Kim's Method with Nonuniform Time Grid for Pricing American Options

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This Demonstration shows Kim's method [1] for pricing American options using a nonuniform time grid. A European financial option is an instrument that allows its holder the right to buy or sell an equity at a future maturity date for a fixed price called the "strike price". An American option allows its holder to exercise the contract at any time up to the maturity date, and because of this, it is worth more than the European option by an amount called the "early exercise premium". For the American call's holder, the early exercise becomes optimal when the underlying asset price exceeds a critical boundary , above which the intrinsic value of the option becomes greater than its holding value.

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According to Kim's method, the valuation of the American option derives from an integral expression of the early exercise premium as a function of the optimal exercise boundary plus the value of the European option. The plot shows the optimal boundary approach, using either the trapezoidal rule (blue dashed line) or Simpson's rule (red line) to approximate the early exercise premium integral, using an iterative algorithm via backward induction. Both approximation techniques use the same time discretization (from 4 to 50 time steps). The coefficient () determines the rate of length change between two successive time steps: . For the time grid becomes uniform. As decreases, the time grid becomes denser close to expiry, where the optimal exercise boundary is singular [3]. Thus, for a relative small number of time steps, the coefficient may help an analyst to look for a better approximation of the optimal exercise boundary. The table shows the American call price depending on the integral approximation technique, time steps, and the coefficient. The grid lines show the time discretization pattern.

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Contributed by: Michail Bozoudis (June 2016)
Suggested by: Michail Boutsikas
Open content licensed under CC BY-NC-SA


Snapshots


Details

In this detailed description, the symbols have the following meanings:

is the current time;

is the maturity date;

is the stock price at time ;

is the strike price;

is the stock dividend yield;

is the risk-free interest rate;

is the stock volatility;

is the cumulative distribution function of the standard normal distribution;

is the moving free boundary;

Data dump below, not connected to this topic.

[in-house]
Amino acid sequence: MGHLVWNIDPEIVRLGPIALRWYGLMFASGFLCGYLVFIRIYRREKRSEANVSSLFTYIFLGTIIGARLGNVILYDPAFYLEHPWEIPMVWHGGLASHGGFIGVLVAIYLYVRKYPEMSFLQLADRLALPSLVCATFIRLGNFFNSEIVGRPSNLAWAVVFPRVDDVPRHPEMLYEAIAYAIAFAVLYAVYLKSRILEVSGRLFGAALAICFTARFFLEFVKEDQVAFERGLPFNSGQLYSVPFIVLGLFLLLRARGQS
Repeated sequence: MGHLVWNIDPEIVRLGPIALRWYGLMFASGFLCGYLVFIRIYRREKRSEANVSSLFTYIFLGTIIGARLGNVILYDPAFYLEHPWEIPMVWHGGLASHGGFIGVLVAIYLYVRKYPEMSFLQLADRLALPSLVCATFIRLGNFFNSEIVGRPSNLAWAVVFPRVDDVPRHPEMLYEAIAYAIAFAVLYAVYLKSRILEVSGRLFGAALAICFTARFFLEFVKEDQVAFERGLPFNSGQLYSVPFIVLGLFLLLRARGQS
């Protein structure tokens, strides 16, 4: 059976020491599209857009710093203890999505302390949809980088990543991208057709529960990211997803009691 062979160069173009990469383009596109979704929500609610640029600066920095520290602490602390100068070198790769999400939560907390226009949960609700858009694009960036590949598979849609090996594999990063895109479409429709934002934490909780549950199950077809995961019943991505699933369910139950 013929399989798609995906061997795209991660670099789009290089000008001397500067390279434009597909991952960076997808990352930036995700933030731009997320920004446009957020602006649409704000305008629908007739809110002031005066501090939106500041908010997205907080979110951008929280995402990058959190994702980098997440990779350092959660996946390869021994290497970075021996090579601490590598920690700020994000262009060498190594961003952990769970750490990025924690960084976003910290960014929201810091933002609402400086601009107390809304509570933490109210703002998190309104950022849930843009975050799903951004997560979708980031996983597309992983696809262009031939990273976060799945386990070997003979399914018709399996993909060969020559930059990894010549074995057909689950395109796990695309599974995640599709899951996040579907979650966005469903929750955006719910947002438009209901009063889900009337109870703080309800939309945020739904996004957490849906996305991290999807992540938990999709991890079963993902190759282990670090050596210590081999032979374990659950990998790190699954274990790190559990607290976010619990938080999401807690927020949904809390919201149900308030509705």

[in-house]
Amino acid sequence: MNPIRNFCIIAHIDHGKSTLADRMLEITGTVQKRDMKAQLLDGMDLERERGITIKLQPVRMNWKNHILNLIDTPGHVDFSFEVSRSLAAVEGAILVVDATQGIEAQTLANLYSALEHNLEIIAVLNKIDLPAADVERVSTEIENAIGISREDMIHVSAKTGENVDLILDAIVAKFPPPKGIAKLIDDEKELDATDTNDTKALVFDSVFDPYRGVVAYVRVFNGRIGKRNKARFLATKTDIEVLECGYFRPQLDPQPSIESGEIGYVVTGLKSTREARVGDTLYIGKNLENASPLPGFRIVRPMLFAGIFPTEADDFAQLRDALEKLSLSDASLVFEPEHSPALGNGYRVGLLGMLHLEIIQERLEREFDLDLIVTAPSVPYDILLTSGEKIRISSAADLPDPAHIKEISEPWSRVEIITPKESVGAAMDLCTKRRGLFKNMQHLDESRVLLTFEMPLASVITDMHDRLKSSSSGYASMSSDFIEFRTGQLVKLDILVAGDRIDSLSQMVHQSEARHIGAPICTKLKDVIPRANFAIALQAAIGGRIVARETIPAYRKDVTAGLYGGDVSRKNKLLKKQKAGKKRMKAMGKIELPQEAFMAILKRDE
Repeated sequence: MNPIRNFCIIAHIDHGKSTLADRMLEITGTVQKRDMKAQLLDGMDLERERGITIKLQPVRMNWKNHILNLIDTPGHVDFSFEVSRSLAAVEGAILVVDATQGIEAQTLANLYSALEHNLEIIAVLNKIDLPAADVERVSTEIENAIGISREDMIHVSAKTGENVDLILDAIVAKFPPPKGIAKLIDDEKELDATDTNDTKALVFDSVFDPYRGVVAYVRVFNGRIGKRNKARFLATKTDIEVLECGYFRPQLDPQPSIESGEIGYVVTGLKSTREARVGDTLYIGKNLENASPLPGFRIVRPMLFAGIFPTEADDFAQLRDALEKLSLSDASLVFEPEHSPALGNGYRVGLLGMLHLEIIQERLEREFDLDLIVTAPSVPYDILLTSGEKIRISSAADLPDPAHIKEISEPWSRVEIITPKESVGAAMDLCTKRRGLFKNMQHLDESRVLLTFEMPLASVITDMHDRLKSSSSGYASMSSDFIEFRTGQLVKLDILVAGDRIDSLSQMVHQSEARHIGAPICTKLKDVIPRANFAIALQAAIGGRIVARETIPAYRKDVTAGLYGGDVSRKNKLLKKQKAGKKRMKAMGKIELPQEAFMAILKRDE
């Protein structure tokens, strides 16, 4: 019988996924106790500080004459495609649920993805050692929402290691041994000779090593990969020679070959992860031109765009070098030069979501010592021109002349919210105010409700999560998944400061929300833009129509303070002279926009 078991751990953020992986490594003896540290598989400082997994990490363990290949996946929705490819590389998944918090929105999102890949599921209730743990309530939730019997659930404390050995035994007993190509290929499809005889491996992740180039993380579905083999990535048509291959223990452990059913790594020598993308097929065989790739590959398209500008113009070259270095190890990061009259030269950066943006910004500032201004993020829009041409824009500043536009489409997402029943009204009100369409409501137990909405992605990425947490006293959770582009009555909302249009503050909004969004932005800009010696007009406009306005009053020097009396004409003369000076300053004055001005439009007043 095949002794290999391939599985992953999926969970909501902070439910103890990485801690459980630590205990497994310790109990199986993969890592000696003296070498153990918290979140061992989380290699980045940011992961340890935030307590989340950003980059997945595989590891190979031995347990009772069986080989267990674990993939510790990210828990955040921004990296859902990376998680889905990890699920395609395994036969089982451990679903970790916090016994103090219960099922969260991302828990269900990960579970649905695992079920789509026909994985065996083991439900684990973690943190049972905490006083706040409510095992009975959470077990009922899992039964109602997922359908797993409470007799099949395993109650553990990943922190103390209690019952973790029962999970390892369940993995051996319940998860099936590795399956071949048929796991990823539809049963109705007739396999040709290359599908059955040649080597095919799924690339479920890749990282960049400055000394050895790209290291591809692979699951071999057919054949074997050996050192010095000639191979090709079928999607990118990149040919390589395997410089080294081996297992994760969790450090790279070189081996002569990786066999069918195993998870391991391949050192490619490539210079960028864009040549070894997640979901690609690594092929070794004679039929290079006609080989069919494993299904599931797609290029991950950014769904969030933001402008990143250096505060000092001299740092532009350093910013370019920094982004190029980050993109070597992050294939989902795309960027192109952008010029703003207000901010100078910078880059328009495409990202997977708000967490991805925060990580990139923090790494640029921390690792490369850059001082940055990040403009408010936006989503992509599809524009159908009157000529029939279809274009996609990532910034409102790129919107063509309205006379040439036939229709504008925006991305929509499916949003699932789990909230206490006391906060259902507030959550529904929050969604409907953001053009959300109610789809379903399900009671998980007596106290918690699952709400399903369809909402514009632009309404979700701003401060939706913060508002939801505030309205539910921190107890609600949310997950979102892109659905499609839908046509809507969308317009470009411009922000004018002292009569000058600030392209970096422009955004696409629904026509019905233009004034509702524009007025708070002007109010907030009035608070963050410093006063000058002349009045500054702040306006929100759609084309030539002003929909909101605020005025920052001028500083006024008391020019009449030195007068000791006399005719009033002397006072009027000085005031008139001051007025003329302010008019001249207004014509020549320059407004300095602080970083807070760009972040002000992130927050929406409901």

is the optimal boundary.

Consider the class of contracts consisting of a European call option and a sure flow of payments that are paid at the rate

for ,

where

,

,

and is a non-negative continuous function of time. Each member of the class of contracts is parametrized by . The value of the contract at time is

,

where denotes the value at time of a European call option on with strike price and maturity . The optimal exercise boundary for the American call option is obtained by solving the "value matching condition":

, for for all .

The value of the American call option is then given by .

Subject to the value matching condition, the critical asset price at time can be numerically approximated by a computationally intensive recursive procedure. This method requires solving integral equations, where is the number of time steps. Each time the integral equation is solved, either the trapezoidal rule (Wolfram MathWorld) or Simpson's rule (Wolfram MathWorld) is employed to approximate the integral.

For the specific pattern of nonuniform time discretization where , we can calculate the length of the first time step , according to the formula . Then, all lengths derive as: , .

● Derivation of trapezoidal approximation, using nonuniform time grid:

Given that , we get:

.

● Derivation of Simpson's approximation, using nonuniform time grid:

Using theLagrange polynomial interpolation (Wolfram MathWorld) [4] for in and integrating with substitution , we get:

.

References

[1] I. J. Kim, "The Analytic Valuation of American Options," The Review of Financial Studies, 3(4), 1990 pp. 547–572. www.jstor.org/stable/2962115.

[2] M. Broadie and J. Detemple, "American Option Valuation: New Bounds, Approximations, and a Comparison of Existing Methods," The Review of Financial Studies, 9(4), 1996 pp. 1211–1250. doi:10.1093/rfs/9.4.1211.

[3] J. D. Evans, R. Kuske, and J. B. Keller, "American Options on Assets with Dividends Near Expiry," Mathematical Finance, 12(3), 2002 pp. 219–237. doi:10.1111/1467-9965.02008.

[4] J. Rokne, "Explicit Calculation of the Lagrangian Interval Interpolating Polynomial," Computing, 9(2), 1972 pp. 149–157. doi:10.1007/BF02236964.



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